Francis Thompson (16 December 1859 – 13 November 1907) was an English poet and ascetic. After attending college, he moved to London to become a writer, but could only find menial work and became addicted to opium, and was a street vagrant for years. A married couple read his poetry and rescued him, publishing his first book Poems in 1893. Thompson lived as an unbalanced invalid in Wales and at Storrington, but wrote three books of poetry, with other works and essays, before dying of tuberculosis in 1907.
Thompson was born in Winckley Street, Preston, Lancashire. His father, Charles, was a doctor who had converted to Roman Catholicism, following his brother Edward Healy Thompson, a friend of Cardinal Manning. Thompson was educated at Ushaw College, near Durham, and then studied medicine at Owens College, now the University of Manchester. He took no real interest in his studies and never practised as a doctor, moving instead to London in 1885, to try to become a writer. Here he was reduced to selling matches and newspapers for a living.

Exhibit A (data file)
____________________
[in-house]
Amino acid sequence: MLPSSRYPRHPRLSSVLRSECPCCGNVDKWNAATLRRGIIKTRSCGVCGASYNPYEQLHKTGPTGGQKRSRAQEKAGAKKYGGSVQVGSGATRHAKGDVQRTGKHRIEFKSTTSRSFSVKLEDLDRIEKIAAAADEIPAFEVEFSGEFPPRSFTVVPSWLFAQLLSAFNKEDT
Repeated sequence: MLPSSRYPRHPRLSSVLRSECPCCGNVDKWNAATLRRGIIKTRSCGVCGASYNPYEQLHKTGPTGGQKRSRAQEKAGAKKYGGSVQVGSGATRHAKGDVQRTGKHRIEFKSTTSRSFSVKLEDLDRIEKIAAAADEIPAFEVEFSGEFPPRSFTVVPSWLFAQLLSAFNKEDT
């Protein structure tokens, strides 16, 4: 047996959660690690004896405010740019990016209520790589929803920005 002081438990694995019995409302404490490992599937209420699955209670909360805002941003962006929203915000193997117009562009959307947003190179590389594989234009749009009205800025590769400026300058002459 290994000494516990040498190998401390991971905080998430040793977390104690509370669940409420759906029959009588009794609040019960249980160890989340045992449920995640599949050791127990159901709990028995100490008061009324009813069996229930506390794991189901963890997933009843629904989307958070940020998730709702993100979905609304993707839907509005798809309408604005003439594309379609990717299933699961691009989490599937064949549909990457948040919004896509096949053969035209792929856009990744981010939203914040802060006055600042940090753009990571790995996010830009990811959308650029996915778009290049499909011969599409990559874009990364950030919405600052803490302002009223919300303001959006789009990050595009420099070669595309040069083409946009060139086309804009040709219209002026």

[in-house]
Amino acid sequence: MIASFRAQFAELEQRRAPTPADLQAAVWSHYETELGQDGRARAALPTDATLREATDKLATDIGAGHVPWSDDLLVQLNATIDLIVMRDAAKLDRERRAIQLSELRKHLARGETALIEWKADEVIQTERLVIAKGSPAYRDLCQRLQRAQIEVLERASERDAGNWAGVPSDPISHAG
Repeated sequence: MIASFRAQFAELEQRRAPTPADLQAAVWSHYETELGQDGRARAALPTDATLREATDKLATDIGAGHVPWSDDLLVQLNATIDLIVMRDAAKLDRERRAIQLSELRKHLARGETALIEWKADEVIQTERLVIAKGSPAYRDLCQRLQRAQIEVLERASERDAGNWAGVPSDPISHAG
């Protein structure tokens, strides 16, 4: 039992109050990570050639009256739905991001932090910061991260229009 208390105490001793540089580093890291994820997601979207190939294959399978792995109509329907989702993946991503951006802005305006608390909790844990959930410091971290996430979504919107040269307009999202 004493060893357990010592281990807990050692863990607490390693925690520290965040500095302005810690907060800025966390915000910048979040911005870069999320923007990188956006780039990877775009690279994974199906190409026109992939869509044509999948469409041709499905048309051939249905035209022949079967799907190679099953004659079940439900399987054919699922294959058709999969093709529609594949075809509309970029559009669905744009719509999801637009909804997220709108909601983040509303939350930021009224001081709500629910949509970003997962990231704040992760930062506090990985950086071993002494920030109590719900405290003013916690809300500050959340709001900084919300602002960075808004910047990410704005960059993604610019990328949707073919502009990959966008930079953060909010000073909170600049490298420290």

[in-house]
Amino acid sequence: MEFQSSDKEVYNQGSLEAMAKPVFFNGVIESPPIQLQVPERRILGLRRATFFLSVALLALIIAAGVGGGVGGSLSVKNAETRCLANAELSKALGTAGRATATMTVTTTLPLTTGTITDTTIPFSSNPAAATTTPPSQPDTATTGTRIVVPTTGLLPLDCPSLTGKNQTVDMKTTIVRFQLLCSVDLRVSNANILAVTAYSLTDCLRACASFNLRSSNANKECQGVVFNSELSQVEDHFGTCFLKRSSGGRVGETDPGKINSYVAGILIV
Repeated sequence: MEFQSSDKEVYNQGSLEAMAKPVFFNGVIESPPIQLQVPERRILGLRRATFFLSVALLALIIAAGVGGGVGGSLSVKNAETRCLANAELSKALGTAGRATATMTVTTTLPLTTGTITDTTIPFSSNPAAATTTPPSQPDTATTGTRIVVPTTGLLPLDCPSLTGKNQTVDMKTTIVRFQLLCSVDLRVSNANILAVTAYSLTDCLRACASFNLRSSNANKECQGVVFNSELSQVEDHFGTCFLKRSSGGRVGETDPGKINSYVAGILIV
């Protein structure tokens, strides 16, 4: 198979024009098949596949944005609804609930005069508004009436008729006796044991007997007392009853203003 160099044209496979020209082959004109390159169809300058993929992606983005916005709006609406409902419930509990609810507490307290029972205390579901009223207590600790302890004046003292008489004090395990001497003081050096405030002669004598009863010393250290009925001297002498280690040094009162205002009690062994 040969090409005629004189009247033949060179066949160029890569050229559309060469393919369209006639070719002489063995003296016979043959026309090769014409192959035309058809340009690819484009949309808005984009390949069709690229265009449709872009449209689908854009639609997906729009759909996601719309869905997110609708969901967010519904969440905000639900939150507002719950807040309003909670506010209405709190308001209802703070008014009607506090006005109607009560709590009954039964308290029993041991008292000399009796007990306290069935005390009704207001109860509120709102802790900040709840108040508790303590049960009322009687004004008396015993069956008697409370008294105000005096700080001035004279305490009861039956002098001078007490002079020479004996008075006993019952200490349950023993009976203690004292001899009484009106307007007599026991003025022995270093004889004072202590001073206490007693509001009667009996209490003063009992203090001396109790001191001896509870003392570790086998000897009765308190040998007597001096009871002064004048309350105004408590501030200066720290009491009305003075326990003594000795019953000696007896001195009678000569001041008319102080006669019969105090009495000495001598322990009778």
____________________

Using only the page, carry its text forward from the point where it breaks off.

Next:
During this time, he became addicted to opium, which he first had taken as medicine for ill health. Thompson started living on the streets of Charing Cross and sleeping by the River Thames, with the homeless and other addicts. He was turned down by Oxford University, not because he was unqualified, but because of his drug addiction...
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